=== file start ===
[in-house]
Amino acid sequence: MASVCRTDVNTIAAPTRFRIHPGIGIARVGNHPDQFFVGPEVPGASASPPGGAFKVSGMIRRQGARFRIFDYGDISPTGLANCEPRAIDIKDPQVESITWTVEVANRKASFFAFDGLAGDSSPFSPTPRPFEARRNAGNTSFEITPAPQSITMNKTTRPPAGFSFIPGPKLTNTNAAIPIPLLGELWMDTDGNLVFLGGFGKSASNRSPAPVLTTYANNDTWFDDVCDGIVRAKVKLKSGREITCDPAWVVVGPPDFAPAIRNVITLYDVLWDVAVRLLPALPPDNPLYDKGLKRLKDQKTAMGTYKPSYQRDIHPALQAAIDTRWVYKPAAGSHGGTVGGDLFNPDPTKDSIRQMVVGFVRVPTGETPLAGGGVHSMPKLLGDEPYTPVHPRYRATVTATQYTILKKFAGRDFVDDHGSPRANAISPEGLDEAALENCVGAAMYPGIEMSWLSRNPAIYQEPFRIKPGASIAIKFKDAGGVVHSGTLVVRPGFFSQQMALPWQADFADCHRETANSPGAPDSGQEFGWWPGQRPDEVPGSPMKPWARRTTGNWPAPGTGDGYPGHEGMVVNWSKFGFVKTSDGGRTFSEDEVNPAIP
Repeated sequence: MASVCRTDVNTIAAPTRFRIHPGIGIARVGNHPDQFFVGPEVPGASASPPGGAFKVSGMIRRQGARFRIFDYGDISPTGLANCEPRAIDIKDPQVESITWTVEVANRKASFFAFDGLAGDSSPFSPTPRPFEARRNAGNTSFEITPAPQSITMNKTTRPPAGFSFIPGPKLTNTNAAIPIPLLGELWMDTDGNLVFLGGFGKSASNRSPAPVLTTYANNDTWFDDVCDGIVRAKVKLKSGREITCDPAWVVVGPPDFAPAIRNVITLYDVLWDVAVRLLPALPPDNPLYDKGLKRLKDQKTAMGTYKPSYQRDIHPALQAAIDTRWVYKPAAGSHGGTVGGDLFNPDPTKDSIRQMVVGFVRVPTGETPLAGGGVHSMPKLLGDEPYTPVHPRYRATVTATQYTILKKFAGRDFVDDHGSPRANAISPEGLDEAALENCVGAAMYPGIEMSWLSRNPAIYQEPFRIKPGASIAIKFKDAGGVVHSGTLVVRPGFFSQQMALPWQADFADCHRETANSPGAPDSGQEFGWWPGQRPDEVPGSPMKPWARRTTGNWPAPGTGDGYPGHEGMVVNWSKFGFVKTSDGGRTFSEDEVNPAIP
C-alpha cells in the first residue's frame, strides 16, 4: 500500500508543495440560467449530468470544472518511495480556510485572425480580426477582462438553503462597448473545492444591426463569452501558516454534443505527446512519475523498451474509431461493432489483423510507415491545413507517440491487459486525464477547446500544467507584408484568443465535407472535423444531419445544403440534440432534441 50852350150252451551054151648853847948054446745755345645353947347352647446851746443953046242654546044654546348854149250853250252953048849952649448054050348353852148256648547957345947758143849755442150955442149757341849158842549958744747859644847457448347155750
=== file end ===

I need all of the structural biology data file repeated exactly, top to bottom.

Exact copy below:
[in-house]
Amino acid sequence: MASVCRTDVNTIAAPTRFRIHPGIGIARVGNHPDQFFVGPEVPGASASPPGGAFKVSGMIRRQGARFRIFDYGDISPTGLANCEPRAIDIKDPQVESITWTVEVANRKASFFAFDGLAGDSSPFSPTPRPFEARRNAGNTSFEITPAPQSITMNKTTRPPAGFSFIPGPKLTNTNAAIPIPLLGELWMDTDGNLVFLGGFGKSASNRSPAPVLTTYANNDTWFDDVCDGIVRAKVKLKSGREITCDPAWVVVGPPDFAPAIRNVITLYDVLWDVAVRLLPALPPDNPLYDKGLKRLKDQKTAMGTYKPSYQRDIHPALQAAIDTRWVYKPAAGSHGGTVGGDLFNPDPTKDSIRQMVVGFVRVPTGETPLAGGGVHSMPKLLGDEPYTPVHPRYRATVTATQYTILKKFAGRDFVDDHGSPRANAISPEGLDEAALENCVGAAMYPGIEMSWLSRNPAIYQEPFRIKPGASIAIKFKDAGGVVHSGTLVVRPGFFSQQMALPWQADFADCHRETANSPGAPDSGQEFGWWPGQRPDEVPGSPMKPWARRTTGNWPAPGTGDGYPGHEGMVVNWSKFGFVKTSDGGRTFSEDEVNPAIP
Repeated sequence: MASVCRTDVNTIAAPTRFRIHPGIGIARVGNHPDQFFVGPEVPGASASPPGGAFKVSGMIRRQGARFRIFDYGDISPTGLANCEPRAIDIKDPQVESITWTVEVANRKASFFAFDGLAGDSSPFSPTPRPFEARRNAGNTSFEITPAPQSITMNKTTRPPAGFSFIPGPKLTNTNAAIPIPLLGELWMDTDGNLVFLGGFGKSASNRSPAPVLTTYANNDTWFDDVCDGIVRAKVKLKSGREITCDPAWVVVGPPDFAPAIRNVITLYDVLWDVAVRLLPALPPDNPLYDKGLKRLKDQKTAMGTYKPSYQRDIHPALQAAIDTRWVYKPAAGSHGGTVGGDLFNPDPTKDSIRQMVVGFVRVPTGETPLAGGGVHSMPKLLGDEPYTPVHPRYRATVTATQYTILKKFAGRDFVDDHGSPRANAISPEGLDEAALENCVGAAMYPGIEMSWLSRNPAIYQEPFRIKPGASIAIKFKDAGGVVHSGTLVVRPGFFSQQMALPWQADFADCHRETANSPGAPDSGQEFGWWPGQRPDEVPGSPMKPWARRTTGNWPAPGTGDGYPGHEGMVVNWSKFGFVKTSDGGRTFSEDEVNPAIP
C-alpha cells in the first residue's frame, strides 16, 4: 500500500508543495440560467449530468470544472518511495480556510485572425480580426477582462438553503462597448473545492444591426463569452501558516454534443505527446512519475523498451474509431461493432489483423510507415491545413507517440491487459486525464477547446500544467507584408484568443465535407472535423444531419445544403440534440432534441 50852350150252451551054151648853847948054446745755345645353947347352647446851746443953046242654546044654546348854149250853250252953048849952649448054050348353852148256648547957345947758143849755442150955442149757341849158842549958744747859644847457448347155750